An internal probe has cleared the FBI agents who obtained a false confession from a one-time suspect in the Sept. 11 attacks. But the findings raise new questions about the reliability of lie-detector tests.

The twin reports released Monday led U.S. District Judge Jed Rakoff to drop his own investigation into the case of Abdallah Higazy.

The Egyptian student was detained after investigators were told an aviation radio capable of communicating with commercial pilots was found in his New York hotel room overlooking the World Trade Center soon after Sept. 11.

He was charged with lying to FBI agents during a polygraph examination in which he supposedly denied owning the radio and then later admitted it was his. But further investigation proved the radio actually belonged to a pilot, and the charges against Higazy were dropped.

Higazy, 31, claimed he confessed only because the polygrapher threatened his relatives in Egypt.

The review by the Justice Department's inspector general found no evidence to substantiate the claim and found "no further action with respect to this matter is warranted."

But the review never explicitly explains why his test results would have indicated knowledge of the attacks, when authorities now say he was not involved.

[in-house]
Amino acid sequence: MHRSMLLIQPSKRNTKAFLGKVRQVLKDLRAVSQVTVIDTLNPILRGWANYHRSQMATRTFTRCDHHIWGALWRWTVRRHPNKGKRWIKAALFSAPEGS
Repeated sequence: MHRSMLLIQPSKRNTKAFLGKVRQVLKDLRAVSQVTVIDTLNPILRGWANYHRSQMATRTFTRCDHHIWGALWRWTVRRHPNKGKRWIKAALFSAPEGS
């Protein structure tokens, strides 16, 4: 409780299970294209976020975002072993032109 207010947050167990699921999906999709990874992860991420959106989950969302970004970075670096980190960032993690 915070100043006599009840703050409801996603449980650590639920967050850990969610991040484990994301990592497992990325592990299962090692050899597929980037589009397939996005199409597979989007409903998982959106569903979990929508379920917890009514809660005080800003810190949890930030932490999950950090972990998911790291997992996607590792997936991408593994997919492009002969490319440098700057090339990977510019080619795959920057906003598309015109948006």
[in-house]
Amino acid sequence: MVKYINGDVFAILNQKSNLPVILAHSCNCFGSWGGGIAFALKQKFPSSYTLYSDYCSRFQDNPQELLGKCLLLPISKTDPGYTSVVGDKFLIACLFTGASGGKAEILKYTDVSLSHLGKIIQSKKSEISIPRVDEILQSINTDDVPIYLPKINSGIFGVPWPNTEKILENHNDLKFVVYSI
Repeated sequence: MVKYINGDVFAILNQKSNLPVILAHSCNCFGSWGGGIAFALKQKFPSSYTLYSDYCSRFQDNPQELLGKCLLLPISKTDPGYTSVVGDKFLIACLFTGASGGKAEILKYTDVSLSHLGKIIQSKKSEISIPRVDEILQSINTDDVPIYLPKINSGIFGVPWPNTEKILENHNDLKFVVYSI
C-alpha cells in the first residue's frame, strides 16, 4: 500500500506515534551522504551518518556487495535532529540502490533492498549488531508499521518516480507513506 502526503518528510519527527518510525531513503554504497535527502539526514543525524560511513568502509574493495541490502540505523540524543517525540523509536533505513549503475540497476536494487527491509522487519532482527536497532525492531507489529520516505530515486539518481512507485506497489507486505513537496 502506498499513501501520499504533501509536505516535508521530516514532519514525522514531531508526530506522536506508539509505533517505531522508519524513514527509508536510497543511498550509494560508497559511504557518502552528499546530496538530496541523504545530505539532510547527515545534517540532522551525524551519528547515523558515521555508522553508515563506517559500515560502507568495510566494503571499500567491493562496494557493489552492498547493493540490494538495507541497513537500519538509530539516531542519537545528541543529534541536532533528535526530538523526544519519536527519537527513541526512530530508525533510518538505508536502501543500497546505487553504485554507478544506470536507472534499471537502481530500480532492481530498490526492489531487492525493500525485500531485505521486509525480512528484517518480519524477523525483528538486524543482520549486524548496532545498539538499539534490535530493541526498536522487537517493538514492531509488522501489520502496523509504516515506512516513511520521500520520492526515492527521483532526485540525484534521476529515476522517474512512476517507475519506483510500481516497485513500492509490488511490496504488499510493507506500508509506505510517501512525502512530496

The reports say Higazy indicated deception when he answered no to the following questions: "Did you take part in those attacks?" and "Were you involved in those attacks?"

The inspector general's reports conclude that "the polygraph was administered appropriately and that the results were properly read to indicate that Higazy was deceptive" in questions about Sept. 11.

The findings imply that Higazy may have confessed to owning the radio under the mistaken impression the admission would get him released from custody.

U.S. Attorney James Comey said Monday he was "very proud of the way our office and the FBI conducted itself in the Higazy case."

In releasing the reports, Rakoff questioned "whether the government's continued reliance on such a doubtful investigatory tool as polygraph testing increases the possibility of false confessions."